But I think it was the Trappist monks who helped me see that, especially in a communal life, you really need times of solitude. Some of us more than others. And I think that’s just—it’s simply a matter of setting up structures where you get a daily sort of dialogue between solitude and community, you have a daily rhythm where there’s times for gathering and times for withdrawal. And I’m thinking a lot about this now, because I’m a householder. You know, I’m married, I have three boys, ages nine, twelve, and fifteen, and you know, it’s a daily negotiation, how we balance that solitude and community and…
Debra Rienstra: Children, they say, are the quick path to sainthood.
Fred Bahnson: Yeah, they really are. It’s very humbling being a parent.
But I think that’s just a live question, and it’s a theme that comes up a lot in my writing, I’ve noticed over the years. And so it’s something that I haven’t figured out, but it’s something I think a lot about and struggle with.
And I think for me as a natural hermit, I think of myself as a gregarious hermit. I love being around people, but I get worn out being around too many people, and so I need times to pull back as well. But I think being a parent has really stretched me and pulled me out of my natural inclination toward too much solitude. You know, given the choice, I would be alone a lot more.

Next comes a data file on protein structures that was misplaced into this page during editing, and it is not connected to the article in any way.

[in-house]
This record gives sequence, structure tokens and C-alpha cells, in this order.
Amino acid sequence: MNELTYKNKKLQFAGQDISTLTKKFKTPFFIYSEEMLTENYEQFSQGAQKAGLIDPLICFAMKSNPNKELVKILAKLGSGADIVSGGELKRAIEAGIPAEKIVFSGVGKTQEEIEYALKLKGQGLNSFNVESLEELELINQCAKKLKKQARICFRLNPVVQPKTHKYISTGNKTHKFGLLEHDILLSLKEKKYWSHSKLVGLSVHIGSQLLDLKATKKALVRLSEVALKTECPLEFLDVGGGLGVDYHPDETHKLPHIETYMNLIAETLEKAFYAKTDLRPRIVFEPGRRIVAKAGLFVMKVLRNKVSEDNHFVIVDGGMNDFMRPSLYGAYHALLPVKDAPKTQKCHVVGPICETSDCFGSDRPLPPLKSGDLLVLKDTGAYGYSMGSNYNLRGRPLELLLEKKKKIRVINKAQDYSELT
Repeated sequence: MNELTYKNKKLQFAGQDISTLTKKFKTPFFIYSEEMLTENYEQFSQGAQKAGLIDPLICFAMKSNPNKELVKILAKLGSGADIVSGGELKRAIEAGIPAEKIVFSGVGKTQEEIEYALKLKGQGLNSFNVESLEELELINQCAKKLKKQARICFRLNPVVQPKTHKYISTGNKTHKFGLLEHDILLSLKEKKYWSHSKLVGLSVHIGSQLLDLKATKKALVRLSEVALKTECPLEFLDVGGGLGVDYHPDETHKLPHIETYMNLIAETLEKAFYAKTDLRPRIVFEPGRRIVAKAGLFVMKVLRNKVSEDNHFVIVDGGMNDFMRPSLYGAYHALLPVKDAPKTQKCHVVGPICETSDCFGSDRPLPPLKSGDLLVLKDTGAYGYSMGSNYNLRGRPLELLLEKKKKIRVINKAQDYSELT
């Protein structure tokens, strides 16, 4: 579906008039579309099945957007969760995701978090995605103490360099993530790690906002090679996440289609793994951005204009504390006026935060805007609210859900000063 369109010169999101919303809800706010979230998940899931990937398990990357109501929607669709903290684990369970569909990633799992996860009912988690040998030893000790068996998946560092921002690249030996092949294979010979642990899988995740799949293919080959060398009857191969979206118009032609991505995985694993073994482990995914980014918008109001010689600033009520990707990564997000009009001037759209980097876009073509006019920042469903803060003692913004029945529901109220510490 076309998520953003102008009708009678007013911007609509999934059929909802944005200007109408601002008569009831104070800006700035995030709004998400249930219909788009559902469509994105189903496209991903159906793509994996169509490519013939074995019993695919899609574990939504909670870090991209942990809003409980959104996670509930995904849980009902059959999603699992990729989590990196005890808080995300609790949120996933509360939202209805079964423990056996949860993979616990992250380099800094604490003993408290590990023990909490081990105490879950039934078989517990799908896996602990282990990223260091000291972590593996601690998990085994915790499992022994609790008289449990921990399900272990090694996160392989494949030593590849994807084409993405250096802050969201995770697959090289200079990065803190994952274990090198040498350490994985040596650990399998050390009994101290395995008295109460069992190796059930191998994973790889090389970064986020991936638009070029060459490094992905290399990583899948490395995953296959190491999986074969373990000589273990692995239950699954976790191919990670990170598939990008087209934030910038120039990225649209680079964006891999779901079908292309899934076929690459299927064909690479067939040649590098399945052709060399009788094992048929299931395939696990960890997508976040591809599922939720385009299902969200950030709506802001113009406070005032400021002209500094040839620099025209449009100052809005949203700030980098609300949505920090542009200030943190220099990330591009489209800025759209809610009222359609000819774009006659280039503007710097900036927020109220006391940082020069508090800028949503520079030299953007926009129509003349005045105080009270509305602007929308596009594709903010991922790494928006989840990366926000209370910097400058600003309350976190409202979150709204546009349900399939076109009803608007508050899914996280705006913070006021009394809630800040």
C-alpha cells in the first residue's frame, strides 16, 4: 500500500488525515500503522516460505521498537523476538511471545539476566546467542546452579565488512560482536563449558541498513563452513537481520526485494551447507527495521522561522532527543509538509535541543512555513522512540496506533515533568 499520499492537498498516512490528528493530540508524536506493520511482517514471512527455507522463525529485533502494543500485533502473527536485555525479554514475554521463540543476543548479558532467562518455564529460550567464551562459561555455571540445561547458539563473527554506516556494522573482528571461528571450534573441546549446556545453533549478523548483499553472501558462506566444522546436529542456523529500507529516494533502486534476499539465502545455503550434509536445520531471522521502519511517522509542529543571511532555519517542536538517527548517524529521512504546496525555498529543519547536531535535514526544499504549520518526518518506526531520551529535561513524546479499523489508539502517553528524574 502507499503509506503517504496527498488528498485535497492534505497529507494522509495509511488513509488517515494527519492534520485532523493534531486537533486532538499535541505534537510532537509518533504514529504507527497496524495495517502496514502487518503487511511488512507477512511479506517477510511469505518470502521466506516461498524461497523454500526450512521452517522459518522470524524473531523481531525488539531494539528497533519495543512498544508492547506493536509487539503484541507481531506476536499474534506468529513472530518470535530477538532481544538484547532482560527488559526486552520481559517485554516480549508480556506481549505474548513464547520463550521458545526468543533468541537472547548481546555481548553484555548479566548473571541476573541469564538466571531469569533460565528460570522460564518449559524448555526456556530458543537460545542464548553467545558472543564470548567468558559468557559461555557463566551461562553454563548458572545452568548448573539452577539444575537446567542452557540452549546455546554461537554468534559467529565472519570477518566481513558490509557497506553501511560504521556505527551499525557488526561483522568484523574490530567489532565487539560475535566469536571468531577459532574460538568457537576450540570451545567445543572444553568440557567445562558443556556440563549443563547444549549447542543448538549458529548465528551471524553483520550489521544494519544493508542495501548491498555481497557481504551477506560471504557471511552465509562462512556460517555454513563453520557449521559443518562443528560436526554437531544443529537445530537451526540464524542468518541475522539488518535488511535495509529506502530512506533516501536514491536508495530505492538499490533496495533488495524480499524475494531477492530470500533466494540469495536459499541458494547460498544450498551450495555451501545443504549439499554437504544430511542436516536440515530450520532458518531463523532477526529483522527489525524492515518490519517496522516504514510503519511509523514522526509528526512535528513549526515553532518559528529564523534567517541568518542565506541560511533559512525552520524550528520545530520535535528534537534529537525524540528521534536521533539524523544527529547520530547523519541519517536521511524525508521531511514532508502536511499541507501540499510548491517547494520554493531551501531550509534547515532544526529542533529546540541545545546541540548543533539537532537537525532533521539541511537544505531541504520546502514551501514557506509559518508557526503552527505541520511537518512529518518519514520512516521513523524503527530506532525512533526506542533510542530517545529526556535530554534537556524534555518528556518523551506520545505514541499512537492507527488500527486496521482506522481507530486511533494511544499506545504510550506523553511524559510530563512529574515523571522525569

So it’s been a gift and a challenge to be pulled out of that at times.
Debra Rienstra: Yeah. So, pilgrimage is one way that one can find solitude. And, as you wrote about it in your piece on Merton, you use the phrase “the geographical cure,” which is a way of describing this desire to go somewhere else to relieve a kind of inner restlessness.
So I I’ve been thinking about this too, and thinking about how there are places people love to go as a kind of pilgrimage refugia. So one good example might be the isle of Iona and the Iona Community. And so maybe, in biological terms, we could think about pilgrimage sites as ex situ refugia—you mentioned in situ refugia earlier, so ex situ refugia, the ones that you go to. So places where animals or plants move, even to survive. This is what happens in the natural world.